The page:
The cycling world has been rocked after it emerged that Tour de France winner Floyd Landis failed a drugs test during the race.

The American's positive test after stage 17 from Saint-Jean-de-Maurienne to Morzine - which he won by almost six minutes to charge back into contention - revealed an abnormally high level of testosterone.

A spokesperson for his team, Phonak, confirmed to PA Sport: 'He (Landis) has tested positive for testosterone.'

And a statement on the team's website revealed: 'The Phonak Cycling Team was notified yesterday by the UCI (International Cycling Union) about an unusual level of Testosterone/Epitestosterone ratio in the test made on Floyd Landis after stage 17 of the Tour de France.

'The team management and the rider were both totally surprised by this physiological result. The rider will ask in the upcoming days for the counter analysis to prove either that this result is coming from a natural process or that this is resulting from a mistake in the confirmation.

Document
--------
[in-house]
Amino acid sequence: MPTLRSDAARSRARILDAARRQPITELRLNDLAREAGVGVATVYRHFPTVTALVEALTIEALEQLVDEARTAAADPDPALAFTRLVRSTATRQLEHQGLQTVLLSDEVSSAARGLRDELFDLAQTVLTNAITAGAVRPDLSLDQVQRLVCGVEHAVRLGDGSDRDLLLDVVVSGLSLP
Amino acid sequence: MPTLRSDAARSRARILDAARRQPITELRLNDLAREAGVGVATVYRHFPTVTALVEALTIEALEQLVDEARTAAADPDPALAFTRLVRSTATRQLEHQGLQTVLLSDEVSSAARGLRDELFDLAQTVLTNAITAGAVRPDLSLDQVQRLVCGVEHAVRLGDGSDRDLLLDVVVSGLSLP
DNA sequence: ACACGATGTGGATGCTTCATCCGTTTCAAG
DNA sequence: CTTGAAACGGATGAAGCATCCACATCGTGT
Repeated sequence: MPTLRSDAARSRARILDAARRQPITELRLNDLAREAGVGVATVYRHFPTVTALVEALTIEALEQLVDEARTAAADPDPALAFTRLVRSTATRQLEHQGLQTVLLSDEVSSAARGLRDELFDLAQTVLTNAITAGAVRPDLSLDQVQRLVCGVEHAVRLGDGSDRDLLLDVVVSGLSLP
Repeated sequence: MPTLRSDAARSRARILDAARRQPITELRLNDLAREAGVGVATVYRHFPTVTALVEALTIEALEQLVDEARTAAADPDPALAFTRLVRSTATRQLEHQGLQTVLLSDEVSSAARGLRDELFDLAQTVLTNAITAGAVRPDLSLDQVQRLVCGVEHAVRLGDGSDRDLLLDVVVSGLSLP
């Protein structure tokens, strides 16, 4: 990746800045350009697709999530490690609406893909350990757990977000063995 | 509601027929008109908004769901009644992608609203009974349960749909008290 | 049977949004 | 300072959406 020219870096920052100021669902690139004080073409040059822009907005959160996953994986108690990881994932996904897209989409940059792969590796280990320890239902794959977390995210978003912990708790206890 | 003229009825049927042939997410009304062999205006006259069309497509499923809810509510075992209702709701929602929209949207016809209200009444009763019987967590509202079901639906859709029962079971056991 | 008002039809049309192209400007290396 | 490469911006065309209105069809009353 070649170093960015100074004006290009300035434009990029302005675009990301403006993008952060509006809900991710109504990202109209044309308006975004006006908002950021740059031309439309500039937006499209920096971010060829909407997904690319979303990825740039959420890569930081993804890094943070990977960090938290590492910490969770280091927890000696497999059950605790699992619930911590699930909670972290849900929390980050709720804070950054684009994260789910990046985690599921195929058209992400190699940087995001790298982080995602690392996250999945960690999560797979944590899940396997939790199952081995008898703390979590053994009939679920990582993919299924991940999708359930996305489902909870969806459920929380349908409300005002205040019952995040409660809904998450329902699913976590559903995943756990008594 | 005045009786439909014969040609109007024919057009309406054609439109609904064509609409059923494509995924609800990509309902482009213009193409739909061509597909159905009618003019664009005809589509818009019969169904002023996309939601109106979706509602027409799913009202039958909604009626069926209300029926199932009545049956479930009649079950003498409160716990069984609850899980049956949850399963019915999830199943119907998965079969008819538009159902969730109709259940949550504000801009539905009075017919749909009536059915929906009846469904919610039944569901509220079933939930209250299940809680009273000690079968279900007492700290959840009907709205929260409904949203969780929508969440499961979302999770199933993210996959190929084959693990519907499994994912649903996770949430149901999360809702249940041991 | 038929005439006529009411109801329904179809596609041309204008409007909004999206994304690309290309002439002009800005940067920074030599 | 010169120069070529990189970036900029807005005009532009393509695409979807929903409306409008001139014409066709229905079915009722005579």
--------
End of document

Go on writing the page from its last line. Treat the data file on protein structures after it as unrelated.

'In application of the Pro Tour Ethical Code, the rider will not race anymore until this problem is totally clear. If the result of the B sample analysis confirms the result of the A sample, the rider will be dismissed and will then pass the corresponding endocrinological examinations.'

Landis could be stripped of his title if found guilty and when asked if that would be the case, UCI Spokesman Enrico Carpani told PA Sport: 'We have only just released this (statement) two or three minutes ago.

'We have to await the final decision of the authorities. 'I believe yes, but I am not a lawyer. Please do not be too quick in drawing your conclusions.'

Should Landis have his title taken away from him, Spaniard Oscar Pereiro would be the likely beneficiary.

The Caisse D'Epargne rider finished second in the event, 57 seconds behind Landis, and would be next in line if the title were reassigned.

If Landis' B-test also returns a positive result, it will have serious ramifications for the sport, which has long been dogged by speculation regarding doping.

A number of racers, including pre-race favourites Jan Ullrich of T-Mobile and Ivan Basso of Team CSC, were withdrawn on the eve of the Tour after Spanish investigation Operacion Puerto linked their names to a Madrid-based doping ring.